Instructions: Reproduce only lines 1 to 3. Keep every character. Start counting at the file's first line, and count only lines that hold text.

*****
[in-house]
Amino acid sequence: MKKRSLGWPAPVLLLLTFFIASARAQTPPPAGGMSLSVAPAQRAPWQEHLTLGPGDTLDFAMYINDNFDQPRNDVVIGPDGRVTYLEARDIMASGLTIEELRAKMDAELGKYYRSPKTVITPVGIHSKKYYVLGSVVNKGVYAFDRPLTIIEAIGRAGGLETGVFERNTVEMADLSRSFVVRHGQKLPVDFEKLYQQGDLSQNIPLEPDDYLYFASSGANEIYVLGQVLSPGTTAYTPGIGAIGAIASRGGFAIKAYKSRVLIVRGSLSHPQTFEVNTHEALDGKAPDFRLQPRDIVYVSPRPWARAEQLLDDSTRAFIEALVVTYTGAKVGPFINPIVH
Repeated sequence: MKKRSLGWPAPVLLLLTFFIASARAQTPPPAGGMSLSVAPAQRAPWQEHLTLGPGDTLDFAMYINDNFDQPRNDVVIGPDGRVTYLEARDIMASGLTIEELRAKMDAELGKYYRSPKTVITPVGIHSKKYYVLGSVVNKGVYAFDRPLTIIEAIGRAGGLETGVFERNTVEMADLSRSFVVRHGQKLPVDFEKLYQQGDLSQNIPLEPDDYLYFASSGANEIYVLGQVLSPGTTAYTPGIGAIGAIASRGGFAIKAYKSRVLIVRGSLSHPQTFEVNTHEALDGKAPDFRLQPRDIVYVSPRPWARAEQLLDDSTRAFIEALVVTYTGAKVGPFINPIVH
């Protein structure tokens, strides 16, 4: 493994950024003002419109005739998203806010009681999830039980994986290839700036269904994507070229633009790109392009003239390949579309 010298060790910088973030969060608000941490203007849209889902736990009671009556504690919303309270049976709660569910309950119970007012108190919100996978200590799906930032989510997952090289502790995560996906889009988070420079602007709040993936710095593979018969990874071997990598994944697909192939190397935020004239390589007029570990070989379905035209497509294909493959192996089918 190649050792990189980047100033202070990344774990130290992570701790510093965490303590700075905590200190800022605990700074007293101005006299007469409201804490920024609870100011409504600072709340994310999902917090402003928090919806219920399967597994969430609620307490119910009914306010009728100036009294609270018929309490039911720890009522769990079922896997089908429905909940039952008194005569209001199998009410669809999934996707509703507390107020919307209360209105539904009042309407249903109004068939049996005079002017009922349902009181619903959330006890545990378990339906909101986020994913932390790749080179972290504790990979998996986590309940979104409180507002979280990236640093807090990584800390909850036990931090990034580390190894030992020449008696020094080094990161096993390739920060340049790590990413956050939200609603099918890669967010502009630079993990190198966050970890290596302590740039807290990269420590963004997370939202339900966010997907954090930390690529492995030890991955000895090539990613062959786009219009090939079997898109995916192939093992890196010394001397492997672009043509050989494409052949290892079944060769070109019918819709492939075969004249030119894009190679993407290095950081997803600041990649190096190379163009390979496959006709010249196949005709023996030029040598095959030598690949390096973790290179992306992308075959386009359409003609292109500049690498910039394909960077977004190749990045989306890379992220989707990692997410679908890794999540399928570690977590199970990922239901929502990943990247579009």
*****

[in-house]
Amino acid sequence: MKKRSLGWPAPVLLLLTFFIASARAQTPPPAGGMSLSVAPAQRAPWQEHLTLGPGDTLDFAMYINDNFDQPRNDVVIGPDGRVTYLEARDIMASGLTIEELRAKMDAELGKYYRSPKTVITPVGIHSKKYYVLGSVVNKGVYAFDRPLTIIEAIGRAGGLETGVFERNTVEMADLSRSFVVRHGQKLPVDFEKLYQQGDLSQNIPLEPDDYLYFASSGANEIYVLGQVLSPGTTAYTPGIGAIGAIASRGGFAIKAYKSRVLIVRGSLSHPQTFEVNTHEALDGKAPDFRLQPRDIVYVSPRPWARAEQLLDDSTRAFIEALVVTYTGAKVGPFINPIVH
Repeated sequence: MKKRSLGWPAPVLLLLTFFIASARAQTPPPAGGMSLSVAPAQRAPWQEHLTLGPGDTLDFAMYINDNFDQPRNDVVIGPDGRVTYLEARDIMASGLTIEELRAKMDAELGKYYRSPKTVITPVGIHSKKYYVLGSVVNKGVYAFDRPLTIIEAIGRAGGLETGVFERNTVEMADLSRSFVVRHGQKLPVDFEKLYQQGDLSQNIPLEPDDYLYFASSGANEIYVLGQVLSPGTTAYTPGIGAIGAIASRGGFAIKAYKSRVLIVRGSLSHPQTFEVNTHEALDGKAPDFRLQPRDIVYVSPRPWARAEQLLDDSTRAFIEALVVTYTGAKVGPFINPIVH